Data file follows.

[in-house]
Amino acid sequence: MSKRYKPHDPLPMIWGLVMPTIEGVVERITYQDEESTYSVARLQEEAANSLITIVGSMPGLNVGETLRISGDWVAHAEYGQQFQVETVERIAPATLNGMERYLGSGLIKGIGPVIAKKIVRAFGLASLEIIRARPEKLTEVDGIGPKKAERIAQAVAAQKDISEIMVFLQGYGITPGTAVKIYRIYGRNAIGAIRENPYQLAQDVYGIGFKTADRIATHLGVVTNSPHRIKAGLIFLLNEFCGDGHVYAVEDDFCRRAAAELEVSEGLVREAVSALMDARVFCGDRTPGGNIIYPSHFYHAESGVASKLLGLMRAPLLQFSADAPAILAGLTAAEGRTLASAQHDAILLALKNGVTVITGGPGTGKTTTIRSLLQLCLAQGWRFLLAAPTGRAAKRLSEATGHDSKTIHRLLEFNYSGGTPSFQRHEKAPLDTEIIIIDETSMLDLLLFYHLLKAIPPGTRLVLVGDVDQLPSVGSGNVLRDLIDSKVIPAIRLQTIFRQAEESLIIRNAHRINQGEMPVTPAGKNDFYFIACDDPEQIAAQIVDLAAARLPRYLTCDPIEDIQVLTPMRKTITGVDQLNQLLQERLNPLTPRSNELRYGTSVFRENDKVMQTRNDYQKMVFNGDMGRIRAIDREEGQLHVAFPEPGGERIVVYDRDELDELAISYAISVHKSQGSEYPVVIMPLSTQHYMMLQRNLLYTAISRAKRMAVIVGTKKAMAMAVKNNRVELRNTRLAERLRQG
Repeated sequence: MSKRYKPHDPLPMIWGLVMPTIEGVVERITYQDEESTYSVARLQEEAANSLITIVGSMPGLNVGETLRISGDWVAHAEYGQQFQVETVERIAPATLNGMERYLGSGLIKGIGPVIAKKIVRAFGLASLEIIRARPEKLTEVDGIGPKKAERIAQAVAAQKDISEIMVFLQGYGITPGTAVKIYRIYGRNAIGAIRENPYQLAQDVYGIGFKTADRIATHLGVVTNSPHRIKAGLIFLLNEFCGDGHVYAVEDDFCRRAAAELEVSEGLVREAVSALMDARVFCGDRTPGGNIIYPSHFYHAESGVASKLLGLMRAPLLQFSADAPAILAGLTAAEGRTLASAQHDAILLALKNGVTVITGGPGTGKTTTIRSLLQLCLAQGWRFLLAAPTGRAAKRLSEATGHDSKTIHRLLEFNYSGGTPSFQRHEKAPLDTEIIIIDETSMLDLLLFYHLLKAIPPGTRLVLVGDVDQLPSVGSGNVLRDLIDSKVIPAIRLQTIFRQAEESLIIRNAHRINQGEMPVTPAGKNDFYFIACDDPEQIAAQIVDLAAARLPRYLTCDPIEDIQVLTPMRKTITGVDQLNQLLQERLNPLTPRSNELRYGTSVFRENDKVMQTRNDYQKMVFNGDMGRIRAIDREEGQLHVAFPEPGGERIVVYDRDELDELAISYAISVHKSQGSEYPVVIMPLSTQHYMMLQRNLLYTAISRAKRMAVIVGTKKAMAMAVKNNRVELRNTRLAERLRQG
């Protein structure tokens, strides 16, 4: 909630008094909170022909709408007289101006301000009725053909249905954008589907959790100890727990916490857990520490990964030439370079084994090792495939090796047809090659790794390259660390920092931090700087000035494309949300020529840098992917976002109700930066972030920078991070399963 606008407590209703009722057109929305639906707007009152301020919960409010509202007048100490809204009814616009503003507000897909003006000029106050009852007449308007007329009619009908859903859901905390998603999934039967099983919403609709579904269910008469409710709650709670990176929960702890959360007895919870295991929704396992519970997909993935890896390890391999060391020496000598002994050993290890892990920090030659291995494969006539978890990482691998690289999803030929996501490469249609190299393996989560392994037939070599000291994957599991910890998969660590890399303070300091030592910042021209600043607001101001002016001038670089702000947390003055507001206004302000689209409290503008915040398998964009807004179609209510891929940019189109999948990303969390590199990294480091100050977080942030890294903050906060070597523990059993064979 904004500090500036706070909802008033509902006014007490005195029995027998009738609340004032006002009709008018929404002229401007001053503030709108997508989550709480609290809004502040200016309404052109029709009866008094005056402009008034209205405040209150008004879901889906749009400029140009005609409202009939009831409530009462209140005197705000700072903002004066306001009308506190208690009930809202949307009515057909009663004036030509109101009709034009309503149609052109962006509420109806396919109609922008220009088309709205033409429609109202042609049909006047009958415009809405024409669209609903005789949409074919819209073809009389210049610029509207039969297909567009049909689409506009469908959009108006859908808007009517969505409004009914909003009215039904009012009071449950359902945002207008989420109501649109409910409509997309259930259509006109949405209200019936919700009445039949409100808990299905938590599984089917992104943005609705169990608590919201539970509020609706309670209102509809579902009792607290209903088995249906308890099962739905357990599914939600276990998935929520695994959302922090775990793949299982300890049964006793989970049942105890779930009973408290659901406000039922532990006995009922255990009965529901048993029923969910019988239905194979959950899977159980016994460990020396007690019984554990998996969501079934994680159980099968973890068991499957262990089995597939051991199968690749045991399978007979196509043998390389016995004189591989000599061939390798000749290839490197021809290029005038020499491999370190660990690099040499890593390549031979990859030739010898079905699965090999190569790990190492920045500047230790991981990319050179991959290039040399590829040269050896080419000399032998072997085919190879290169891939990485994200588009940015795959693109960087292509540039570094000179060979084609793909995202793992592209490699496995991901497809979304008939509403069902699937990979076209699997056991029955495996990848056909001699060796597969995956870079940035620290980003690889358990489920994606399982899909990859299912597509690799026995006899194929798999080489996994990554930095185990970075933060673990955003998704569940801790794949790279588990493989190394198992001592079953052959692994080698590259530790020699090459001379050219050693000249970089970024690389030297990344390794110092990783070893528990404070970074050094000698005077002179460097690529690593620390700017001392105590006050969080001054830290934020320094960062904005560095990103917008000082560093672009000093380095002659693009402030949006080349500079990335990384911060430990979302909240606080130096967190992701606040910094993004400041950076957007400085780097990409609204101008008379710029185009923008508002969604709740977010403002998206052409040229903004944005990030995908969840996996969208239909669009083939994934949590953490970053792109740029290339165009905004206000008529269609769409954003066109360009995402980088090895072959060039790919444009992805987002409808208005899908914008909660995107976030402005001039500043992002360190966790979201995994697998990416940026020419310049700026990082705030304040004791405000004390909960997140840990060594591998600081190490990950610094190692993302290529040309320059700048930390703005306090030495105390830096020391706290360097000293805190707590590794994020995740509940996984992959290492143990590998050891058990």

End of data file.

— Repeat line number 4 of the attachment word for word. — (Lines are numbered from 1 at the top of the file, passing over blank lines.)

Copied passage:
């Protein structure tokens, strides 16, 4: 909630008094909170022909709408007289101006301000009725053909249905954008589907959790100890727990916490857990520490990964030439370079084994090792495939090796047809090659790794390259660390920092931090700087000035494309949300020529840098992917976002109700930066972030920078991070399963 606008407590209703009722057109929305639906707007009152301020919960409010509202007048100490809204009814616009503003507000897909003006000029106050009852007449308007007329009619009908859903859901905390998603999934039967099983919403609709579904269910008469409710709650709670990176929960702890959360007895919870295991929704396992519970997909993935890896390890391999060391020496000598002994050993290890892990920090030659291995494969006539978890990482691998690289999803030929996501490469249609190299393996989560392994037939070599000291994957599991910890998969660590890399303070300091030592910042021209600043607001101001002016001038670089702000947390003055507001206004302000689209409290503008915040398998964009807004179609209510891929940019189109999948990303969390590199990294480091100050977080942030890294903050906060070597523990059993064979 904004500090500036706070909802008033509902006014007490005195029995027998009738609340004032006002009709008018929404002229401007001053503030709108997508989550709480609290809004502040200016309404052109029709009866008094005056402009008034209205405040209150008004879901889906749009400029140009005609409202009939009831409530009462209140005197705000700072903002004066306001009308506190208690009930809202949307009515057909009663004036030509109101009709034009309503149609052109962006509420109806396919109609922008220009088309709205033409429609109202042609049909006047009958415009809405024409669209609903005789949409074919819209073809009389210049610029509207039969297909567009049909689409506009469908959009108006859908808007009517969505409004009914909003009215039904009012009071449950359902945002207008989420109501649109409910409509997309259930259509006109949405209200019936919700009445039949409100808990299905938590599984089917992104943005609705169990608590919201539970509020609706309670209102509809579902009792607290209903088995249906308890099962739905357990599914939600276990998935929520695994959302922090775990793949299982300890049964006793989970049942105890779930009973408290659901406000039922532990006995009922255990009965529901048993029923969910019988239905194979959950899977159980016994460990020396007690019984554990998996969501079934994680159980099968973890068991499957262990089995597939051991199968690749045991399978007979196509043998390389016995004189591989000599061939390798000749290839490197021809290029005038020499491999370190660990690099040499890593390549031979990859030739010898079905699965090999190569790990190492920045500047230790991981990319050179991959290039040399590829040269050896080419000399032998072997085919190879290169891939990485994200588009940015795959693109960087292509540039570094000179060979084609793909995202793992592209490699496995991901497809979304008939509403069902699937990979076209699997056991029955495996990848056909001699060796597969995956870079940035620290980003690889358990489920994606399982899909990859299912597509690799026995006899194929798999080489996994990554930095185990970075933060673990955003998704569940801790794949790279588990493989190394198992001592079953052959692994080698590259530790020699090459001379050219050693000249970089970024690389030297990344390794110092990783070893528990404070970074050094000698005077002179460097690529690593620390700017001392105590006050969080001054830290934020320094960062904005560095990103917008000082560093672009000093380095002659693009402030949006080349500079990335990384911060430990979302909240606080130096967190992701606040910094993004400041950076957007400085780097990409609204101008008379710029185009923008508002969604709740977010403002998206052409040229903004944005990030995908969840996996969208239909669009083939994934949590953490970053792109740029290339165009905004206000008529269609769409954003066109360009995402980088090895072959060039790919444009992805987002409808208005899908914008909660995107976030402005001039500043992002360190966790979201995994697998990416940026020419310049700026990082705030304040004791405000004390909960997140840990060594591998600081190490990950610094190692993302290529040309320059700048930390703005306090030495105390830096020391706290360097000293805190707590590794994020995740509940996984992959290492143990590998050891058990």